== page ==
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Program Design and Software Tools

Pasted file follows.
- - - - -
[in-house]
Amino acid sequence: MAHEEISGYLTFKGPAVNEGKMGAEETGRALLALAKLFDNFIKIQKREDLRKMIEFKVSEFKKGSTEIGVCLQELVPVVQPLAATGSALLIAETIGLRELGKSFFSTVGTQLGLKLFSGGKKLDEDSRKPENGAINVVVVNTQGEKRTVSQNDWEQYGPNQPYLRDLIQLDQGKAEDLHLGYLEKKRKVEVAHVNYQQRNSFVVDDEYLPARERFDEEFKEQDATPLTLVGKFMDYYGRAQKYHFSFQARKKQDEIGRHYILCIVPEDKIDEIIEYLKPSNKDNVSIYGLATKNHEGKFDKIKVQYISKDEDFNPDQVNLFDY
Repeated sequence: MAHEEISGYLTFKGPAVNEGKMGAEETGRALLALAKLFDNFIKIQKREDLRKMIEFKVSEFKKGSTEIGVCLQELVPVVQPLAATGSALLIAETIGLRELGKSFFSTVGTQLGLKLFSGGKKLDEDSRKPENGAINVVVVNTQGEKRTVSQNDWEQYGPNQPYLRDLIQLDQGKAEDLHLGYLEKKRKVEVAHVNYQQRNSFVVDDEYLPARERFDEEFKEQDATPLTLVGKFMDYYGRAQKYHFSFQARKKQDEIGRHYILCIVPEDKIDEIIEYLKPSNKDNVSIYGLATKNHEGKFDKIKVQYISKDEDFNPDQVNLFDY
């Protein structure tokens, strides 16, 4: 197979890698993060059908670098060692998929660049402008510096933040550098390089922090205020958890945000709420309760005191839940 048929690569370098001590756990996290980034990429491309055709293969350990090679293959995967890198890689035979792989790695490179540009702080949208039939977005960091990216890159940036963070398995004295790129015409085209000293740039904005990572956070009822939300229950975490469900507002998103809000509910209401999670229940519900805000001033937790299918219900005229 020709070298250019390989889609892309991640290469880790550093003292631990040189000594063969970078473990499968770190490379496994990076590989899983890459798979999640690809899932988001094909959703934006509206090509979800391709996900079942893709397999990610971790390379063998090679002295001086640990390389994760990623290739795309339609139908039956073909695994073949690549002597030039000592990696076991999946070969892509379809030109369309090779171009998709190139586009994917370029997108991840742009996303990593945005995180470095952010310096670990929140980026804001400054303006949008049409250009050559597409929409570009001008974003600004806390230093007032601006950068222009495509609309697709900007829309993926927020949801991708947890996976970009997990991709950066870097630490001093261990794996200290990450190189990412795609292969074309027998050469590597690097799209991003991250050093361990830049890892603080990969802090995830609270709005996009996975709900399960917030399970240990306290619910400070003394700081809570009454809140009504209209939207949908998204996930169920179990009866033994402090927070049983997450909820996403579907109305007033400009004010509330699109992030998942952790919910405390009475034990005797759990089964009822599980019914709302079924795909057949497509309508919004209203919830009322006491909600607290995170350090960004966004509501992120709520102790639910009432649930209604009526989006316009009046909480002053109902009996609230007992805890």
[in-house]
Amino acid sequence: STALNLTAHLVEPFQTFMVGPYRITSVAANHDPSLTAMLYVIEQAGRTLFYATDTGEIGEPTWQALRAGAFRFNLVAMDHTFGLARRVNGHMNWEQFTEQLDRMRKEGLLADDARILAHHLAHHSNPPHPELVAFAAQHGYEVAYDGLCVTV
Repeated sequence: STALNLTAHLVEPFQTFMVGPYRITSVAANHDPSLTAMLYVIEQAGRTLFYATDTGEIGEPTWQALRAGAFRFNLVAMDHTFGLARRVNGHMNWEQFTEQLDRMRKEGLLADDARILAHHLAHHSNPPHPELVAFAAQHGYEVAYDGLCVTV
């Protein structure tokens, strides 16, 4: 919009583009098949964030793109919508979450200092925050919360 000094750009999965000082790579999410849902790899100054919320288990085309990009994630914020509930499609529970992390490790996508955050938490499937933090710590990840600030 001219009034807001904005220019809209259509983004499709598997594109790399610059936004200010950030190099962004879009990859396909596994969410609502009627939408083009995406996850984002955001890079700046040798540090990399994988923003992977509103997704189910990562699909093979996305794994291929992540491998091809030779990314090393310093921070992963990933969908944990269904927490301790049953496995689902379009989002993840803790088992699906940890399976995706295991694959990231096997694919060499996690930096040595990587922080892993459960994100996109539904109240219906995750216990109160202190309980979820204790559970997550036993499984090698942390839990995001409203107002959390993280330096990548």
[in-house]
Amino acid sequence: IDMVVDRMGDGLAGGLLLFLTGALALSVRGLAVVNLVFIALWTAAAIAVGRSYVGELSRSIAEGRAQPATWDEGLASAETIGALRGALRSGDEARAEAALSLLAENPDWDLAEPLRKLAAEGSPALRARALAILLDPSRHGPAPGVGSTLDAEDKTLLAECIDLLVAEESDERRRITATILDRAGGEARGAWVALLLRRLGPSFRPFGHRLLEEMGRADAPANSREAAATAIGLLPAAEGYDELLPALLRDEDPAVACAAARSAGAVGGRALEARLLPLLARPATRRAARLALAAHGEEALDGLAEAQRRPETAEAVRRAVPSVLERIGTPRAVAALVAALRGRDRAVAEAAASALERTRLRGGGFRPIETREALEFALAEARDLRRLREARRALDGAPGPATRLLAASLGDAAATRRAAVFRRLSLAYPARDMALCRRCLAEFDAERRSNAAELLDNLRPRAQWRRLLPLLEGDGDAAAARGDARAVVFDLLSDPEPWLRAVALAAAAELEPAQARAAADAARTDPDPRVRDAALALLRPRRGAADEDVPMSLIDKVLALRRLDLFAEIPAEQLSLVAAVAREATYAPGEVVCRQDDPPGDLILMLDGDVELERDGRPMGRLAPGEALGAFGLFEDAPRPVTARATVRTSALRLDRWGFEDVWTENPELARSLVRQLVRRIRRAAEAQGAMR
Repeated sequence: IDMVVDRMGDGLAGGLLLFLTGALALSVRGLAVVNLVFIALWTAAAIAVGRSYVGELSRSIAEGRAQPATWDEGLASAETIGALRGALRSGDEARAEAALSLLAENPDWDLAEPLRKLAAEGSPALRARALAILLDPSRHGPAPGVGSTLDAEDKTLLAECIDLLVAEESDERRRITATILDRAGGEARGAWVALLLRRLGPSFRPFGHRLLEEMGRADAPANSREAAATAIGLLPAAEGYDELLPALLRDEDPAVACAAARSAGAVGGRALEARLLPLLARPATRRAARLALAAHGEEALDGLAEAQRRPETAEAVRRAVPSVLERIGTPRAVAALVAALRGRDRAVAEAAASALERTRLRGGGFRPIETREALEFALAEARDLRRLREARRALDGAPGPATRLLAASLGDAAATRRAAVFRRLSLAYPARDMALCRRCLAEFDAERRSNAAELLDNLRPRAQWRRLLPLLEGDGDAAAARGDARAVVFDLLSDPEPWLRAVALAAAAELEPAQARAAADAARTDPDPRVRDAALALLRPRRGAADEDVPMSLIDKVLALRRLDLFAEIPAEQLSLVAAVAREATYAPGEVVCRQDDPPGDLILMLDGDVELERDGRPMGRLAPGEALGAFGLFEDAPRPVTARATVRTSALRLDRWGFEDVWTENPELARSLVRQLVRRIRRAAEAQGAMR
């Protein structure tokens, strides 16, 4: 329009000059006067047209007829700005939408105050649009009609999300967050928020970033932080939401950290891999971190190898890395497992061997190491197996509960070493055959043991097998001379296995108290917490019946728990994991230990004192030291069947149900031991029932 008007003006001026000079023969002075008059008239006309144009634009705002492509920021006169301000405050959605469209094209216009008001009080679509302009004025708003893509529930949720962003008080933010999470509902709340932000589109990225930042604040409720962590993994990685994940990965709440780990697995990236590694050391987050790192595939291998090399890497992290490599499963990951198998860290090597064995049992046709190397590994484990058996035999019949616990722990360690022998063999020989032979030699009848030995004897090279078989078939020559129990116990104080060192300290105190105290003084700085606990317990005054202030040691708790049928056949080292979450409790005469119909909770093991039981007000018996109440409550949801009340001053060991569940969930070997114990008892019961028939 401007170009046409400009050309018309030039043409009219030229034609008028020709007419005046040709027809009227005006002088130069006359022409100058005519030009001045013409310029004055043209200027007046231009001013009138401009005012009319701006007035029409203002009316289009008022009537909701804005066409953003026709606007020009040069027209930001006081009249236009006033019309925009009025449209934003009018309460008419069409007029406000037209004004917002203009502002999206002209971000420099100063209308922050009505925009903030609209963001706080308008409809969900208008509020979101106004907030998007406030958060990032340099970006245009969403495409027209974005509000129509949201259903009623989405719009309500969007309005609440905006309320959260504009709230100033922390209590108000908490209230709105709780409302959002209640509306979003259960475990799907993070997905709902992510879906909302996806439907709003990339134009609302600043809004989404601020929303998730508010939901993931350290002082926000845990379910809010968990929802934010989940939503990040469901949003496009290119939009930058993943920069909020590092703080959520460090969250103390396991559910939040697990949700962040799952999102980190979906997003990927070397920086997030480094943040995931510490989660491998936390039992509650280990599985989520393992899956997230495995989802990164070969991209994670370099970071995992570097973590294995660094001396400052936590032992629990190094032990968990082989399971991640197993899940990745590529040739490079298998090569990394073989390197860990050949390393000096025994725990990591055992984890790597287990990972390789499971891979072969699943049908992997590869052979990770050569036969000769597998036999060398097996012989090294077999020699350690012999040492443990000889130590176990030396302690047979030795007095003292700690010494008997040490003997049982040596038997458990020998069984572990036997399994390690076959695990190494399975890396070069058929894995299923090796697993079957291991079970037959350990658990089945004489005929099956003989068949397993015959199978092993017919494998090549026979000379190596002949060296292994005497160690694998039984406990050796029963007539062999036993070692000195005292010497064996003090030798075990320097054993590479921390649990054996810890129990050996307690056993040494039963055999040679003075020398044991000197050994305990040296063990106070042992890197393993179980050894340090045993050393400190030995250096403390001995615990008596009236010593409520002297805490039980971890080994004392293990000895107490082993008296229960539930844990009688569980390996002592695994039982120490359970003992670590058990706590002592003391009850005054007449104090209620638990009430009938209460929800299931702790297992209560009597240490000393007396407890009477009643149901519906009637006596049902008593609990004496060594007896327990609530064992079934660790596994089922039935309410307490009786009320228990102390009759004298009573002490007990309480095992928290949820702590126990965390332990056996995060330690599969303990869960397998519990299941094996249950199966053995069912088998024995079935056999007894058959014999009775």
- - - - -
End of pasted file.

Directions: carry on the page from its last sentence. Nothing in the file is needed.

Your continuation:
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1 2003 Prentice Hall, Inc. All rights reserved.1IS 0020 Program Design and Software ToolsIntroduction to C++ ProgrammingLecture 1Jan 6, 2004 2003 Prentice Hall, Inc. All rights reserved.2Course Information• Lecture:– James B D Joshi– Tuesdays: 6:00-8.50 PM• One (two) 15 (10) minutes break(s)– Office Hours: Wed 3:00-5:00PM/Appointment• Pre-requisite– IS 0015 Data Structures and Programming Techniques• Textbook– C++ How to Program- Fourth Edition, by H. M. Deitel, P. J. Deitel, Prentice Hall, New Jersey, 2003, ISBN: 0-13-038474. 2003 Prentice Hall, Inc. All rights reserved.3Course Information• Course Description– An introduction to the development of programs using C++. – Emphasis is given to the development of program modules that can function independently. • Object-oriented design– The theory of data structures and programming language design is continued. 2003 Prentice Hall, Inc. All rights reserved.4Grading• Quiz 10% (in the beginning of the class; on previous lecture)• Homework/Programming Assignments 40% (typically every week)• Midterm 25%• Comprehensive Final 25%2 2003 Prentice Hall, Inc. All rights reserved.5Course Policy• Your work MUST be your own– Zero tolerance for cheating – You get an F for the course if you cheat in anything however small – NO DISCUSSION• Homework– There will be penalty for late assignments (15% each day)– Ensure clarity in your answers – no credit will be given for vague answers– Homework is primarily the GSA’s responsibility• Check webpage for everything!– You are responsible for checking the webpage for updates 2003 Prentice Hall, Inc. All rights reserved.6Course Policy• Your work MUST be your own– Zero tolerance for cheating – You get an F for the course if you cheat in anything however small –NO DISCUSSION• Homework– There will be penalty for late assignments (15% each day)– Ensure clarity in your answers – no credit will be given for vague answers– Homework is primarily the GSA’s responsibility– Solutions/theory will be posted on the web• Check webpage for everything!– You are responsible for checking the webpage for updates 2003 Prentice Hall, Inc. All rights reserved.7Computer Languages• Machine language• Only language computer directly understands• Defined by hardware design– Machine-dependent• Generally consist of strings of numbers– Ultimately 0s and 1s• Instruct computers to perform elementary operations– One at a time• Cumbersome for humans• Example:+1300042774+1400593419+1200274027 2003 Prentice Hall, Inc. All rights reserved.8Computer Languages• Assembly language• English-like abbreviations representing elementary computer operations • Clearer to humans• Incomprehensible to computers– Translator programs (assemblers)• Convert to machine language• Example:LOAD BASEPAYADD OVERPAYSTORE GROSSPAY3 2003 Prentice Hall, Inc. All rights reserved.9Computer Languages• High-level languages • Similar to everyday English, use common mathematical notations• Single statements accomplish substantial tasks– Assembly language requires many instructions to accomplish simple tasks• Translator programs (compilers)– Convert to machine language• Interpreter programs– Directly execute high-level language programs• Example:grossPay = basePay + overTimePay 2003 Prentice Hall, Inc. All rights reserved.10History of C and C++• History of C– Evolved from two other programming languages• BCPL and B– “Typeless” languages– Dennis Ritchie (Bell Laboratories)• Added data typing, other features– Development language of UNIX– Hardware independent• Portable programs– 1989: ANSI standard– 1990: ANSI and ISO standard published• ANSI/ISO 9899: 1990 2003 Prentice Hall, Inc. All rights reserved.11History of C and C++• History of C++ – Extension of C– Early 1980s: Bjarne Stroustrup (Bell Laboratories)– Provides capabilities for object-oriented programming• Objects: reusable software components – Model items in real world• Object-oriented programs– Easy to understand, correct and modify– Hybrid language• C-like style• Object-oriented style• Both 2003 Prentice Hall, Inc. All rights reserved.12C++ Standard Library• C++ programs– Built from pieces called classes and functions• C++ standard library– Rich collections of existing classes and functions• “Building block approach” to creating programs– “Software reuse”4 2003 Prentice Hall, Inc. All rights reserved.13Java• Java – 1991: Sun Microsystems • Green project– 1995: Sun Microsystems• Formally announced Java at trade show– Web pages with dynamic and interactive content– Develop large-scale enterprise applications– Enhance functionality of web servers– Provide applications for consumer devices • Cell phones, pagers, personal digital assistants, … 2003 Prentice Hall, Inc. All rights reserved.14Structured Programming• Structured programming (1960s)– Disciplined approach to writing programs– Clear, easy to test and debug, and easy to modify• Pascal– 1971: Niklaus Wirth• Ada– 1970s - early 1980s: US Department of Defense (DoD)– Multitasking• Programmer can specify many activities to run in parallel  2003 Prentice Hall, Inc. All rights reserved.15The Key Software Trend: Object Technology• Objects – Reusable software components that model real world items– Meaningful software units• Date objects, time objects, paycheck objects, invoice objects, audio objects, video objects, file objects, record objects, etc.• Any noun can be represented as an object– More understandable, better organized and easier to maintain than procedural programming– Favor modularity• Software reuse– Libraries• MFC (Microsoft Foundation Classes)• Rogue Wave 2003 Prentice Hall, Inc. All rights reserved.16Basics of a Typical C++ Environment• C++ systems– Program-development environment– Language– C++ Standard Library• C++ program names extensions– .cpp– .cxx– .cc– .C5 2003 Prentice Hall, Inc. All rights reserved.17Basics of a Typical C++ EnvironmentPhases of C++ Programs:1. Edit2. Preprocess3. Compile4. Link5. Load6. Execute LoaderPrimaryMemoryProgram is created inthe editor and storedon disk.Preprocessor programprocesses the code.Loader puts programin memory.CPU takes eachinstruction andexecutes it,